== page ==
This is the third part of the series of posts in the series where I am discussing how to use the Kotter 8 steps of change method when implementing CRM in an organization. The previous posts can be found here:
Part 1 – Justification
Part 2 – Overview
“Yeah, we had planned to bring up the decision for budgeting the new CRM system at the board meeting, but we had so many urgent issues that we just didn’t have time. Maybe next time…”
Organizations everywhere are choked, especially the successful ones, the ones that have the resources to invest in CRM systems. The effect of this is that everyone can only work with the tasks at the top of their priorities. The first step of Kotter’s 8 steps of change, is to create a sense of urgency. In the case of implementing CRM, this means that we have to be very specific about the effects of what will happen if do not implement this right now.
When doing this, we have to, as always, understand the receiver, understand this party’s values and goals and try to address these. For instance, if the CEO is a very numbers oriented person you might try to work out how much time each sales person might save by using the new CRM and hence be able to put into working with selling more and generating x-% more income. If the CEO is more of a strategy and visions person, you might show her all the abilities she will get with the system and describing all the strategic advantages of this.
The bottom line is, you need to get the people with the decision power and the money to understand the importance of the CRM implementation project, in order for the project to be properly prioritized. If not, you risk being prioritized as number 11 in the list of the 10 item on the board meeting. And that dial does not go to 11.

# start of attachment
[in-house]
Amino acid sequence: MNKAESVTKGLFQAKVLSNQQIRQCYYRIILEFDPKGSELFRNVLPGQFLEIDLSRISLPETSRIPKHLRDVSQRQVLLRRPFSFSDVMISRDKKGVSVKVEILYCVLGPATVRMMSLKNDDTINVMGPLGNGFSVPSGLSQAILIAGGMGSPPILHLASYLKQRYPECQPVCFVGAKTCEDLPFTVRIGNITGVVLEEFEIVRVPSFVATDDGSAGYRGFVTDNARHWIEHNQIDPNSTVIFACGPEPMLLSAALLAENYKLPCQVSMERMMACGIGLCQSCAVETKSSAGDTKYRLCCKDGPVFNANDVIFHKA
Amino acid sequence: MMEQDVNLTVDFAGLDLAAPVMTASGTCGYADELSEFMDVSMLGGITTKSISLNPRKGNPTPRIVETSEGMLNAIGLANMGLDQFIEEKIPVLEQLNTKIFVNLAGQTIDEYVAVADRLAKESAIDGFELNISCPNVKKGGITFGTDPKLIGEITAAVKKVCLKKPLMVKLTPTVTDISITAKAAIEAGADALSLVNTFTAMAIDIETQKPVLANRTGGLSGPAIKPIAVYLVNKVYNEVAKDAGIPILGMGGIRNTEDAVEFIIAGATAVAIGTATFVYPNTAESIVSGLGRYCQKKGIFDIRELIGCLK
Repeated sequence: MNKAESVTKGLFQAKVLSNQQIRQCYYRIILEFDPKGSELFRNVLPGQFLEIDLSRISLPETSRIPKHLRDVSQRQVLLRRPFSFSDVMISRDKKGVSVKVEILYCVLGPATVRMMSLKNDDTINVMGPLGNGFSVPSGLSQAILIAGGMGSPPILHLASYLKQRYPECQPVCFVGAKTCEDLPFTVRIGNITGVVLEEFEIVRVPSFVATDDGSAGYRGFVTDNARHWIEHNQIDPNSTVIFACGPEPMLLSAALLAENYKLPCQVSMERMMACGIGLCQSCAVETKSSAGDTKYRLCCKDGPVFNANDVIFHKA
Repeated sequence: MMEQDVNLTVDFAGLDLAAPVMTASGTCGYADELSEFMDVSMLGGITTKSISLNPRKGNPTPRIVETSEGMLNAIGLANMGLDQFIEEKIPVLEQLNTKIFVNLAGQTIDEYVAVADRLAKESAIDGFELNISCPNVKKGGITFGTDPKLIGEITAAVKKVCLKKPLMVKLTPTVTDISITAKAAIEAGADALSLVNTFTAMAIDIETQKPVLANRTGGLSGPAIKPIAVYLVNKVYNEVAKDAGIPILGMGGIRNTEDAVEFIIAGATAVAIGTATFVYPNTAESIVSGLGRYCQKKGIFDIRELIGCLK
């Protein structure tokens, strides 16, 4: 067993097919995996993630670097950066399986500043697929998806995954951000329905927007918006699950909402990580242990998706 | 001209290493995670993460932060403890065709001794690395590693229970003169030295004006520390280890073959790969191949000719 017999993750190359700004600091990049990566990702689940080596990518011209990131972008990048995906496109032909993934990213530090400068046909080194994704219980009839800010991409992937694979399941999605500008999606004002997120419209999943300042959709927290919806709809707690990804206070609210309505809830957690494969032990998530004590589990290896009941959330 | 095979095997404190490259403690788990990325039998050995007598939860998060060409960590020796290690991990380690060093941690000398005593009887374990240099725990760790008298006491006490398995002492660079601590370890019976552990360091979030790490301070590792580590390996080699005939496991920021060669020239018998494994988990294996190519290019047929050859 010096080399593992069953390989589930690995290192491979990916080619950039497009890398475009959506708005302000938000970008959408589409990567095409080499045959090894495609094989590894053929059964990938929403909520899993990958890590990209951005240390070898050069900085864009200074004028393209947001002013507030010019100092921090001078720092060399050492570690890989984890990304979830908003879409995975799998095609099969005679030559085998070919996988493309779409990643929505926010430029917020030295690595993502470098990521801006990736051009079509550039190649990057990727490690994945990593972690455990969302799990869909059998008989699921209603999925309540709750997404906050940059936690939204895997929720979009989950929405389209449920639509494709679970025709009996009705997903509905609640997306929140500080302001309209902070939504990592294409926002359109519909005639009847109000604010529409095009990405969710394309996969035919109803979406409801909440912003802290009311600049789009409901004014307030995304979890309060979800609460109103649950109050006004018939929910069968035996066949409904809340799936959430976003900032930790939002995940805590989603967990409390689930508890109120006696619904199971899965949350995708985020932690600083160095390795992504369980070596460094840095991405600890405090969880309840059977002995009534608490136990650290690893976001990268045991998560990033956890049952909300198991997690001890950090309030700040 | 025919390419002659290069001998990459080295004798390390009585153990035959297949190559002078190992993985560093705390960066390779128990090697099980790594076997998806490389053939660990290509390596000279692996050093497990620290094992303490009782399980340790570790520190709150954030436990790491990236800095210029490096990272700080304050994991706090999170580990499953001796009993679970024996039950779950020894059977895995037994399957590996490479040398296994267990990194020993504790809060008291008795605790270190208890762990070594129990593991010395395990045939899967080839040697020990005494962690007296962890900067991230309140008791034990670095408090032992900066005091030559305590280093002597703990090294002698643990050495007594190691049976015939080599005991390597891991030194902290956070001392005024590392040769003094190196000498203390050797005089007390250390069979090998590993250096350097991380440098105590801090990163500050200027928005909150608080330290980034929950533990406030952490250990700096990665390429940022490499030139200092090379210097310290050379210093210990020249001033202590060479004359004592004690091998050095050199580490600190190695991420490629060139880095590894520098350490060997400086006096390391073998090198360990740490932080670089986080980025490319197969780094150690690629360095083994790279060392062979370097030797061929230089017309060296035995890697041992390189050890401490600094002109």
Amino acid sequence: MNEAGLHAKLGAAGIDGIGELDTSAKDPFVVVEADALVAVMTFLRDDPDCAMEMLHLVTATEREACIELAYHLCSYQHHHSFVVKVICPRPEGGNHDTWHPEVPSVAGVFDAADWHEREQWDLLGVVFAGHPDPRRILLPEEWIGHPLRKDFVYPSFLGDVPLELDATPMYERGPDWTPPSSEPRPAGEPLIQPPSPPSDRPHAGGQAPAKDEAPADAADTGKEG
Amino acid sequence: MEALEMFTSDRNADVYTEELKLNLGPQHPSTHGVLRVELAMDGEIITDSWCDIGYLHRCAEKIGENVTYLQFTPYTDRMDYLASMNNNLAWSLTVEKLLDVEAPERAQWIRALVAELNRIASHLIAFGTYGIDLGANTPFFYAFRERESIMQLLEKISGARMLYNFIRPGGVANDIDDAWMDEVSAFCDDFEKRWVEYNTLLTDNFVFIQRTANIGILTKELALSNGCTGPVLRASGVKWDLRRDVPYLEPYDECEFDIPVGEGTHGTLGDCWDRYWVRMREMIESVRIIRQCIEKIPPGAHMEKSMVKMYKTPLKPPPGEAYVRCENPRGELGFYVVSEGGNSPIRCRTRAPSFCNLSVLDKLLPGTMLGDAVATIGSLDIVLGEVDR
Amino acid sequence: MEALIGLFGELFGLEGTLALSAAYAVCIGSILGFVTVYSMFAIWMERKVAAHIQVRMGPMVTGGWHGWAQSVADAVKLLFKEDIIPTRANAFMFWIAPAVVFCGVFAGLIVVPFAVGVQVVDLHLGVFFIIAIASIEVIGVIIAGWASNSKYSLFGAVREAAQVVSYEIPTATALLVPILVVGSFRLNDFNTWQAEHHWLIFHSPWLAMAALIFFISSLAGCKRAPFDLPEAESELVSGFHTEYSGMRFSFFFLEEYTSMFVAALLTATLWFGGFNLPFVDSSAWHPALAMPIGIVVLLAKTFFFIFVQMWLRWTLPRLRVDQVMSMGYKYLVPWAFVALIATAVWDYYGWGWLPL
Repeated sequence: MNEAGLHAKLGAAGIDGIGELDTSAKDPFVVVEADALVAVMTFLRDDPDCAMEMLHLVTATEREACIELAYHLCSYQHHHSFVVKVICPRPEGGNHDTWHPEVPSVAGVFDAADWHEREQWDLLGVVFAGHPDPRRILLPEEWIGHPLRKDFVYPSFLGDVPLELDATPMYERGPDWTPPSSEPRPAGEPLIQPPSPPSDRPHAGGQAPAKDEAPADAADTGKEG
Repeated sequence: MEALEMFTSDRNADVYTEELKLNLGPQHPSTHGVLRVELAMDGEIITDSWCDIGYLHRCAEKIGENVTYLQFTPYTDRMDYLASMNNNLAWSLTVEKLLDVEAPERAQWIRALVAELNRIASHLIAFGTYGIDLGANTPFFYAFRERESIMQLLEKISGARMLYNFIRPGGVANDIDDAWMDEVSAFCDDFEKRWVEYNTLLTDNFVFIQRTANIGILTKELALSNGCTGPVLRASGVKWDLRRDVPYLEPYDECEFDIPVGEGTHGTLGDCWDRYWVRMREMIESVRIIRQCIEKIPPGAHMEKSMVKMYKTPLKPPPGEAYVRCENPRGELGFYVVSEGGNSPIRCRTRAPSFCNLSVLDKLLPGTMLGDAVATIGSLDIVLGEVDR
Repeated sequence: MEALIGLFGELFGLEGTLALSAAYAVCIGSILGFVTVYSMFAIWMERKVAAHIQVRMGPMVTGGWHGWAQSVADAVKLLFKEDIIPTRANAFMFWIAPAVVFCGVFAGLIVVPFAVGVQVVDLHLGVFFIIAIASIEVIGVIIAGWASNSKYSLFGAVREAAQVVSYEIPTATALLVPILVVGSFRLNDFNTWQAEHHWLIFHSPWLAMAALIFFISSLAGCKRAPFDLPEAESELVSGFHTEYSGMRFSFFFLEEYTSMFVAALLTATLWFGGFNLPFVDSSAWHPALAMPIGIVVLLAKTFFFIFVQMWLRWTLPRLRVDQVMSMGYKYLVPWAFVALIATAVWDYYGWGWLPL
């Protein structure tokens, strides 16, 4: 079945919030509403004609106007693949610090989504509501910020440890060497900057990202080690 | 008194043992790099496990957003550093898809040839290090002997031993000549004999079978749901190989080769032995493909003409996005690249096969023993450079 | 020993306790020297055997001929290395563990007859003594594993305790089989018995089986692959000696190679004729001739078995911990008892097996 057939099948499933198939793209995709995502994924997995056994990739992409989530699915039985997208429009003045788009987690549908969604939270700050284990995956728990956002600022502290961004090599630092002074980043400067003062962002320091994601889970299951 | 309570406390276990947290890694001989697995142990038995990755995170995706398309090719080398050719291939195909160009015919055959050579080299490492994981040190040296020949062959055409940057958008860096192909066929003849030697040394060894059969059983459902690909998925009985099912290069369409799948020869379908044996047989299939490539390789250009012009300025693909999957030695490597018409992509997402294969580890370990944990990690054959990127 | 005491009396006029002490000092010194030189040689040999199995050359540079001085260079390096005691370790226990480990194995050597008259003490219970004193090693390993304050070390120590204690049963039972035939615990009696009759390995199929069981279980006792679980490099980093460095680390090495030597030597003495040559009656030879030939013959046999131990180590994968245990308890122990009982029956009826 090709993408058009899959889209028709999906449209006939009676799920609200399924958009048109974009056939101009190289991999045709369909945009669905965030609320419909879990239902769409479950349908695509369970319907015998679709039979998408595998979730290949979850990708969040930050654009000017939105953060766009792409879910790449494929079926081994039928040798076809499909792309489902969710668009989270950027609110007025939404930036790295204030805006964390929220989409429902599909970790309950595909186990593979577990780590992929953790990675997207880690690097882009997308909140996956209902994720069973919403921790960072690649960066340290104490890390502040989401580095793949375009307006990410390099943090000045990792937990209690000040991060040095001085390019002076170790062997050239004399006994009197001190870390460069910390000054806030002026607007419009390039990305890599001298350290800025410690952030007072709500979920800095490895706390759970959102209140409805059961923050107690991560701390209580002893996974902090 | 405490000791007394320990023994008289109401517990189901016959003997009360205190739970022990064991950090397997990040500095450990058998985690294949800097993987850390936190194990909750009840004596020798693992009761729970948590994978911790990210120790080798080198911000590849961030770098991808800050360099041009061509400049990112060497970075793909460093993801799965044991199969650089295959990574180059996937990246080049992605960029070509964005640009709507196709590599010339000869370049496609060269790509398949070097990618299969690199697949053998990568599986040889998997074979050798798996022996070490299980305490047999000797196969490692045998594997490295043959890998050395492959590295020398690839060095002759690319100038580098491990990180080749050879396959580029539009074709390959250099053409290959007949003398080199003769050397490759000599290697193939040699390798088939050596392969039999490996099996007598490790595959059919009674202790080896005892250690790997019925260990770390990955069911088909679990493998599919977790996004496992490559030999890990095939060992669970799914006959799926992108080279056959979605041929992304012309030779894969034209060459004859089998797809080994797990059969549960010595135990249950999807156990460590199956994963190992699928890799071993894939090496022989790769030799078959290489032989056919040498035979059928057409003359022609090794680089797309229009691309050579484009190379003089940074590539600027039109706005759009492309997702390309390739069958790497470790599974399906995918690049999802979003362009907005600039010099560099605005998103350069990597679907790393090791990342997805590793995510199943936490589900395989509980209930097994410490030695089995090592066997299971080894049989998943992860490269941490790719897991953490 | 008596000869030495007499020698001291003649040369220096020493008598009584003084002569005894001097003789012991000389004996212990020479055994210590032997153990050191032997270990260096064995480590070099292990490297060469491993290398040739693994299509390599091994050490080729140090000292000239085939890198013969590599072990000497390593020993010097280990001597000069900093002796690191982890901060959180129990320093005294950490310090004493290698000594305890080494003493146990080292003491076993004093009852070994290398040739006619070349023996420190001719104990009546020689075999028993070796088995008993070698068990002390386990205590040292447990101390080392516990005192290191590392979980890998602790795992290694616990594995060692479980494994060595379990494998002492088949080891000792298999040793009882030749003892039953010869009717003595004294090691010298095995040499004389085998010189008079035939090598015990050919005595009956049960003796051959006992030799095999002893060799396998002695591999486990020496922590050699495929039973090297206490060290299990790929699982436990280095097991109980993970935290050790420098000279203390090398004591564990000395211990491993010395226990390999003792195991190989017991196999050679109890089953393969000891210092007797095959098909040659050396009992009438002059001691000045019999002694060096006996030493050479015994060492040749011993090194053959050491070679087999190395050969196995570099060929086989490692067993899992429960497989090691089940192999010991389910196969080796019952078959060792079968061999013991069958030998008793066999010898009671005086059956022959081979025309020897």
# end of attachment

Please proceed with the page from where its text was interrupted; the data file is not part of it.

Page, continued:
MVP, CEO and owner at CRM-konsulterna AB
This is the second part in the series on how to make CRM implementations stick in an organization by using the 8 step method described by Dr. John Kotter of Harvard.
The first posting treated the fact that many organization do not consider a CRM implementation a change to the organziation of such a magnitude that it requires a change mangement approach such as the 8 step method. I think that it gives ample evidence for the reasons for why this is not so and that as many as a quarter of all failed CRM Projects could probably have been helped with better change management.
Kotter describes the following 8 step method can in broad terms be described in the following picture:
|The Kotter 8 steps of Change
The method required that you complete each step before moving to the next step. It is hence not a toolbox from which you can pick and choose the things which are easy to implement.
As the method is very general and treats many types of organizational changes I will attempt to give some examples of typical problems and suggestions from a CRM implementations perspective.
In the following parts I will discuss the steps in detail, but in short they are:
Step 1: Establishing a Sense of Urgency – many organizations have lots on their tables. If you want your CRM Project to be prioritized and have the resources required, you had better make sure people understand that they need the new CRM system RIGHT NOW. Every week without it is $$$ lost.
Step 2: Creating a Guiding Coalition – You need the backing of the right people to have a successful Project. A CRM Project without the CEO, Head of Sales, Head of Customer Service, CIO will have some issues.
Step 3: Developing a Change Vision – You need to sell the CRM implementation to the people who are going to use it. You need to create a very clear and appealing vision of where the implementation is going.
Step 4: Communicating the Vision – The vision is not going to distribute itself to the users. Create an internal marketing plan for how to get the message out to all users.
Step 5: Empowering Broad-based Action – Make sure that who want to act on the vision can and are not hindered by technology, old procedures, backward colleagues etc.
Step 6: Generating Short-term Wins – Plan for short term wins. Otherwise the risk of being stopped in your tracks Before generating anything substantial is large.
Step 7: Never letting up – Make sure to keep the pressure. There might be bugs, some people might revert to Excel or stop using the system. Monitor usage.